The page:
Watseka High has University of Alabama-styled helmets, with the numbers on the right side, so the players decided to tear off their own numbers and stick on Hayden's – 66. They all played as No. 66 that night. They all played for No. 66.
The season has since ended, and yet support continues to pour in from all over the state. University of Illinois head coach Tim Beckman even called.
"I just got a poster and checks from Champaign," Lucas says. "They don't know us from the man on the moon. It's just amazing."
It will be a while before the Schaumburgs return to town. Hayden will have months of rehab, and the family has set up a website to raise money. There is promise, though. Hayden has more sensation in his arms and he had a full meal for the first time just this week. He is off his ventilator.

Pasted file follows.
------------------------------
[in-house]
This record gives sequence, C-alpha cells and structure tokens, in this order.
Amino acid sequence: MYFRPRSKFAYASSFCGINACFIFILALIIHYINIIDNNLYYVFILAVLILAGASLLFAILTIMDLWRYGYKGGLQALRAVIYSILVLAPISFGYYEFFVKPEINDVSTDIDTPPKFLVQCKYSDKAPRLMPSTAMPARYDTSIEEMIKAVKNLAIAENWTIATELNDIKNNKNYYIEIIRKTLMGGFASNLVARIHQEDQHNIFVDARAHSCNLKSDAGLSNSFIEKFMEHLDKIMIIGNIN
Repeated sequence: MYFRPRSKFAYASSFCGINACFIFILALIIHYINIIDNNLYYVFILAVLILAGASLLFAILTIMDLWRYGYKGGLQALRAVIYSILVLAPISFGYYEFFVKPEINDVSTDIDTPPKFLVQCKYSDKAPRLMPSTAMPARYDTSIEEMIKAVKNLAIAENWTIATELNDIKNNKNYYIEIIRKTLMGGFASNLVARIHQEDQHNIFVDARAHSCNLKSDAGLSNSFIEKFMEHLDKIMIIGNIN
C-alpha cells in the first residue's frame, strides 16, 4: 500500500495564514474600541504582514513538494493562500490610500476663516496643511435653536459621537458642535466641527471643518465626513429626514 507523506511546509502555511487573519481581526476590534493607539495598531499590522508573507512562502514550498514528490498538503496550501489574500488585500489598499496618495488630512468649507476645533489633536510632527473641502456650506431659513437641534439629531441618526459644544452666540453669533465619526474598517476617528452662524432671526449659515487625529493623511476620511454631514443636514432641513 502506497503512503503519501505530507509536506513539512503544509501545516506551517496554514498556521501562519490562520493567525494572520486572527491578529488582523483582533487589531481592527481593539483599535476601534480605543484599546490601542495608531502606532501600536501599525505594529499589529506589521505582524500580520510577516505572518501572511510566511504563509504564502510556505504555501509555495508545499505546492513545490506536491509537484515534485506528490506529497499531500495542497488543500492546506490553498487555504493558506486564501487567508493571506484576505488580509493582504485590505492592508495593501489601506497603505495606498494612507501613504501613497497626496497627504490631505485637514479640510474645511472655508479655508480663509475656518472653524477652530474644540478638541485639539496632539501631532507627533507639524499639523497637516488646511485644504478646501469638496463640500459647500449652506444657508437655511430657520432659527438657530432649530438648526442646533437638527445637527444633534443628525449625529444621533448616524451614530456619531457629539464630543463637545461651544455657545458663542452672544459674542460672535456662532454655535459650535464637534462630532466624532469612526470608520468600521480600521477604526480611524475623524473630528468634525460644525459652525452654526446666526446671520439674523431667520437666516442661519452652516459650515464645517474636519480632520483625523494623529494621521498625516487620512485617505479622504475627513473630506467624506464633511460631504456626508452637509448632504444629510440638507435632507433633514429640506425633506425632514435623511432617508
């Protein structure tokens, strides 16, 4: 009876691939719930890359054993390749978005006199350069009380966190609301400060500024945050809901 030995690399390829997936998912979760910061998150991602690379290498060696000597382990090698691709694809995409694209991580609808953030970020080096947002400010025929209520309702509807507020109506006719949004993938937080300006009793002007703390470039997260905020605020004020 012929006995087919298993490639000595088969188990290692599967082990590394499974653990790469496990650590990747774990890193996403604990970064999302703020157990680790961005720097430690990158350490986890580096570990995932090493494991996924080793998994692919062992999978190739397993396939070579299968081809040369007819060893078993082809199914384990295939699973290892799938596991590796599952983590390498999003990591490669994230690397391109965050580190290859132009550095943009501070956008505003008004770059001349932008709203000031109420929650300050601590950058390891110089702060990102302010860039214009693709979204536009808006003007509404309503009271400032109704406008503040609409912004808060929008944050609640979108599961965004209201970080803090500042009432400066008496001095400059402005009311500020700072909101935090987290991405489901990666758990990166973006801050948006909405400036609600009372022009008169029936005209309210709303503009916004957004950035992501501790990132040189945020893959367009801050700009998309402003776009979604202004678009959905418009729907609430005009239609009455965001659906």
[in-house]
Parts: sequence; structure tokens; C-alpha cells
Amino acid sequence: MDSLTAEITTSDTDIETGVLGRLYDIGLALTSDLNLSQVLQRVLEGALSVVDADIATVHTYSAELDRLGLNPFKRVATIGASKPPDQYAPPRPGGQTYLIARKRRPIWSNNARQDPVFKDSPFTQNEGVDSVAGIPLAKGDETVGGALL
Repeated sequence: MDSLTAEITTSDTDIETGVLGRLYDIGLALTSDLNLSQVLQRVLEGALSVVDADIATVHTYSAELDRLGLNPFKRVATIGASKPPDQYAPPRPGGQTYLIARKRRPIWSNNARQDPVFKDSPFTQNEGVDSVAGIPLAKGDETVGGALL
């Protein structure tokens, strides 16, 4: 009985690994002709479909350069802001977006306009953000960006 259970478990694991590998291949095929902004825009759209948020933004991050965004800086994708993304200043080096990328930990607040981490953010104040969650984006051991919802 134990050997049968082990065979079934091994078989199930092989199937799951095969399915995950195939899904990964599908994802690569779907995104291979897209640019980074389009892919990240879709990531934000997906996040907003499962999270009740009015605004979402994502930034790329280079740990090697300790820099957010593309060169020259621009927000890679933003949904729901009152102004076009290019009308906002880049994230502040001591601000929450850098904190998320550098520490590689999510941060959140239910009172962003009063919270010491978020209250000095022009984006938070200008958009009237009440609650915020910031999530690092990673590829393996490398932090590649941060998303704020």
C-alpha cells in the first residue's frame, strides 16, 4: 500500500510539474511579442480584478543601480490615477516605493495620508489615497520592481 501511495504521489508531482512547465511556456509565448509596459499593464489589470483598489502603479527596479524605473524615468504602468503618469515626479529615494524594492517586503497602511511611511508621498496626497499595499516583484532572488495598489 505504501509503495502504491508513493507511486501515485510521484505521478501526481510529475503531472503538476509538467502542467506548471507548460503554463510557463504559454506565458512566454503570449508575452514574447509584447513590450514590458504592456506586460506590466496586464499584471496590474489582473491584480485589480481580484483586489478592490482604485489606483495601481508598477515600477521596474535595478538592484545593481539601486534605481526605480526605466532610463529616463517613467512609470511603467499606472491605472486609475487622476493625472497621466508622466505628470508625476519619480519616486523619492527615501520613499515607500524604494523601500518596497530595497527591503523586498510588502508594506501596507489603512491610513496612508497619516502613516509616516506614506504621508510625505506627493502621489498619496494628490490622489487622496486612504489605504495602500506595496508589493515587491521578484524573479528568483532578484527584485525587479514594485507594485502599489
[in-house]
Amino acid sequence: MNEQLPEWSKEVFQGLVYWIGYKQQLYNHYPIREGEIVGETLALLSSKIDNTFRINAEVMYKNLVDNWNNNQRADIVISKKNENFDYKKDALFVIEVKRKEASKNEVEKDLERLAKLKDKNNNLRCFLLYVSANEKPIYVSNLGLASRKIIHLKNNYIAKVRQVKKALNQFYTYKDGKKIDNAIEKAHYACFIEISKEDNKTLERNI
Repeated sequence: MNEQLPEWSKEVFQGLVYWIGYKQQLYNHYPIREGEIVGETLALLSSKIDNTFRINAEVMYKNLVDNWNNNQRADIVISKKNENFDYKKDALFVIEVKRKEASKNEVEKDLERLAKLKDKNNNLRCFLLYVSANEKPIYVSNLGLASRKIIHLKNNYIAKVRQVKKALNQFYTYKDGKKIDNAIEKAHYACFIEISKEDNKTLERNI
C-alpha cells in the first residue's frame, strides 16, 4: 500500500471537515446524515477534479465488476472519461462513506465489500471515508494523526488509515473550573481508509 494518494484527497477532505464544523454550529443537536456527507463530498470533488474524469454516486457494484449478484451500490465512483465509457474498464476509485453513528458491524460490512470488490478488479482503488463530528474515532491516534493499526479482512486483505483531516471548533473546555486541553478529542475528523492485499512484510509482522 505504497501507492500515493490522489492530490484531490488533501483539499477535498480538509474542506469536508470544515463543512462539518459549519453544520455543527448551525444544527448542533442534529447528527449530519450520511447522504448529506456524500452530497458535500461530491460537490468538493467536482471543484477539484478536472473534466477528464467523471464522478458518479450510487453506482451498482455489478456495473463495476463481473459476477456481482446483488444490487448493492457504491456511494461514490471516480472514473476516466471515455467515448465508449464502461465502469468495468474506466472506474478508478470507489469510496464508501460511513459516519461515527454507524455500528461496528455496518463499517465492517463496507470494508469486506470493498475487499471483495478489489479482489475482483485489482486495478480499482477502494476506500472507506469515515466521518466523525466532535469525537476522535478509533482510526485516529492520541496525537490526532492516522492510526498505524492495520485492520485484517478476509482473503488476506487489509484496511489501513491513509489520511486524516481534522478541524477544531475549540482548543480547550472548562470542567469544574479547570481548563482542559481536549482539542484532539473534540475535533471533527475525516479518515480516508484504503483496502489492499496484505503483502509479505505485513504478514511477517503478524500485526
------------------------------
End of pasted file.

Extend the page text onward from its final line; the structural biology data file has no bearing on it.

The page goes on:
The family is not ready for an interview, but already one of Clint's comments has been passed throughout the community: "It's gonna be tragedy to triumph."
Nobody cares how long that triumph takes, as long as it happens. Hayden is a tough kid from a tough town, and in places like Watseka they have plenty of patience and plenty of hope.
"I just want to see him walk to the middle of the field with that 66 jersey on," Lucas says, "as my captain."
There is a football field, and a cornfield, and an entire town of fields, waiting for a Friday night or a Saturday morning when that boy comes home.